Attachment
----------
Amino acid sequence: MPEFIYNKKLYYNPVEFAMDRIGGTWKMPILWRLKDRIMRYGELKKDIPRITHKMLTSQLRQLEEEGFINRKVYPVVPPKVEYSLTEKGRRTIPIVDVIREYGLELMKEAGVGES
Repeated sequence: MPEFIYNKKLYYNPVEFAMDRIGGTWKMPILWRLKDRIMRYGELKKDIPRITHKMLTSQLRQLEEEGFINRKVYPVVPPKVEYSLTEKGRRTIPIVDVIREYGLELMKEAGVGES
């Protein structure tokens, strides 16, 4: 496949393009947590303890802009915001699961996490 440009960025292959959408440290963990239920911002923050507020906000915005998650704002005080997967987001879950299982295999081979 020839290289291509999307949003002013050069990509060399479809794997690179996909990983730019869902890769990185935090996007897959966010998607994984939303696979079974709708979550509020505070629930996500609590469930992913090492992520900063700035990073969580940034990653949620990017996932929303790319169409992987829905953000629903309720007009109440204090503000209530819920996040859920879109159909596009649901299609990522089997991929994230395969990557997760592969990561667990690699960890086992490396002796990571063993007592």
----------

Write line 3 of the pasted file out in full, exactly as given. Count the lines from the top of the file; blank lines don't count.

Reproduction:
């Protein structure tokens, strides 16, 4: 496949393009947590303890802009915001699961996490 440009960025292959959408440290963990239920911002923050507020906000915005998650704002005080997967987001879950299982295999081979 020839290289291509999307949003002013050069990509060399479809794997690179996909990983730019869902890769990185935090996007897959966010998607994984939303696979079974709708979550509020505070629930996500609590469930992913090492992520900063700035990073969580940034990653949620990017996932929303790319169409992987829905953000629903309720007009109440204090503000209530819920996040859920879109159909596009649901299609990522089997991929994230395969990557997760592969990561667990690699960890086992490396002796990571063993007592």